The big idea to save money and help the environment was steered into a ditch on the side of the road. Nobody even bothered to lift the hood and attempt some repairs. The idea was left there, waiting for a day when someone might try to restart the engine.
The peak group meant to make this change happen, the ministerial forum on vehicle emissions, went into limbo. It was led by Frydenberg and Fletcher and met eight times in 2017 and 2018 but has not met since.
The last gathering was a few months after Scott Morrison became Prime Minister. Deputy Prime Minister Michael McCormack convened the meeting with Energy Minister Angus Taylor and Environment Minister Melissa Price. That was on November 29, 2018.
The result? “Nothing has happened,” says one industry observer. The government identified the challenge in 2015, explained why it mattered and outlined its plans. And then did nothing.
This is a reality check when the government is now talking, again, about acting on climate change. If action is so important now, why were ideas shelved for a year or more?
Morrison is responding to a brutal political awakening during this bushfire season. Australians are losing patience with the deniers within his government. Liberals in metropolitan seats are losing patience, too, because they are losing voters who can see the way the conservatives block action at every turn.
The answer this week is a technology investment roadmap. It will be released for public comment in the coming weeks and will promise to reduce emissions using renewables, energy efficiency, carbon capture, hydrogen and advances in agriculture.
Governments are preparing for electric vehicles around the world. Not in Australia, yet. There are significant advantages in this shift, not least reducing the reliance on oil imports, but Morrison has positioned himself on the wrong side of the change.
Who can forget Employment Minister Michaelia Cash thundering against Labor for wanting half of all new vehicles to be electric by 2030? “We are going to stand by our tradies and we are going to save their utes,” she declared during the election campaign. It was fevered nonsense then, but it hobbles policy now.
Governments are improving fuel standards around the world. Not in Australia. The go-slow not only means inaction on climate change but also means Australians are exposed to more noxious fumes.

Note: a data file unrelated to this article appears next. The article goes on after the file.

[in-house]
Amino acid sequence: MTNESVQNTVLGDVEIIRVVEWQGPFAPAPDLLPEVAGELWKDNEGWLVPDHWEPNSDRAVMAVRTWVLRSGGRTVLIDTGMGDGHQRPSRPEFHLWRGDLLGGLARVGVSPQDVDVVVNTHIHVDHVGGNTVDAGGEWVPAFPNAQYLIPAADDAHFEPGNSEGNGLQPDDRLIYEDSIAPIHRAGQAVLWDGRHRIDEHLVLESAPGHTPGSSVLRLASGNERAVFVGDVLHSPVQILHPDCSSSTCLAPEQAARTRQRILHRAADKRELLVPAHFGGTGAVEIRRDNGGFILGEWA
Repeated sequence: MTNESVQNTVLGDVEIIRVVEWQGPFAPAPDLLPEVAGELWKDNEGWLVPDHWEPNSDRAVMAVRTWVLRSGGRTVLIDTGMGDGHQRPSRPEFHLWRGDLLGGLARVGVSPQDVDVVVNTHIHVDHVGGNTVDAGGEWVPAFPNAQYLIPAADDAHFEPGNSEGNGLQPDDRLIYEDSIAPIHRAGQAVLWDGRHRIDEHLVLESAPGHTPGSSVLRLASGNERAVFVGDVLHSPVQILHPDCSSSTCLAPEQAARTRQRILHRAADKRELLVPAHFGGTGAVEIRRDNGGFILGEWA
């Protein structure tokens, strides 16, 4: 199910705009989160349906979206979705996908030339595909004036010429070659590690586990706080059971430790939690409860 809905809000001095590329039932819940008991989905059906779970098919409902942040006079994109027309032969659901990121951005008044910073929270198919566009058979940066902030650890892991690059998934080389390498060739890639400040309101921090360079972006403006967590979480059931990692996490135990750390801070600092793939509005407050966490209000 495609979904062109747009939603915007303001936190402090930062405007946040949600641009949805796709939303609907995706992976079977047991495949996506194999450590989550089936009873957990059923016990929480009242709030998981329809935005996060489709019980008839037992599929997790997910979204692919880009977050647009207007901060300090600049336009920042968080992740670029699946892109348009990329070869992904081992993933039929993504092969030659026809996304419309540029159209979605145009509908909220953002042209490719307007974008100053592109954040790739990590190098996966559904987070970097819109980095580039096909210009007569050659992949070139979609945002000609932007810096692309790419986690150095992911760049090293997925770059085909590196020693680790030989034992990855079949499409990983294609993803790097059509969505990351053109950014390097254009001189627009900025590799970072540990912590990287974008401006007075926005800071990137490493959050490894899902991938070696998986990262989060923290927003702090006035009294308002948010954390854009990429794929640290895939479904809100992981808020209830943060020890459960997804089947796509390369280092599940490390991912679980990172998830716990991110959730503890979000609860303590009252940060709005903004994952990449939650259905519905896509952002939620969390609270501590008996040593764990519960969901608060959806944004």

In the government’s defence, one change is under way. The government chose last year to apply a new petrol standard to reduce sulphur to 10 parts per million from July 2027 and reduce aromatic content as well from January 2022.
But noxious gases and carbon emissions are covered by separate standards. There are no decisions on these so far, even though the ministerial forum was set up more than four years ago to act on these challenges.
The danger for Australia is that it is being left behind by a world that is moving to cleaner fuel to suit cleaner cars. Whether the government acts or not, carmakers are upgrading to meet higher standards in Europe and America, which means we will need better fuel.
There is a trade-off for motorists in any transition to cleaner fuel. Mandating a higher standard means pushing up the price of a new car, but it also means saving money at the petrol pump because the car is more efficient. The government’s own analysis shows the benefits outweigh the costs, but they take time to arrive.
Frydenberg and Fletcher drew on this analysis when they promised savings two years ago, and Labor used it again to argue for better fuel standards during the May election campaign.
Morrison had a different take. He focused on the up-front costs to accuse Labor of adding $5000 to the cost of a car. He applied the worst-case scenario to the capital costs and ignored the long-term savings. For good measure, he claimed Labor wanted to “end the weekend” with its support for electric vehicles.
Does this surprise? The election debate on cars was just another instance of a climate change debate full of hysterical rhetoric, tricky numbers and overblown scares. And now the government wants Australians to accept its technology roadmap as the answer.
The government is also planning a National Electric Vehicle Strategy in the first half of this year. This is a good idea, but also proof of the opportunities lost. It will arrive long after the government should have come to a position on how EVs will change energy use and erode fuel excise revenue.
Liberals privately worry Australians will not believe them on climate change because they think Morrison does not speak with conviction when he says the science is real and he is acting on the problem. What do words matter when Morrison is branded by the moment he walked into Parliament with a lump of coal?
Morrison talks of going “even further” to reduce emissions and building “resilience” to cope with a changing climate, but it is too soon to judge if this rhetoric signals anything other than a political panic.
The technology roadmap may include wonderful ideas for the future, but it is only required because of the failures of the past.
David Crowe is chief political correspondent of The Age and The Sydney Morning Herald.
David Crowe is chief political correspondent for The Sydney Morning Herald and The Age.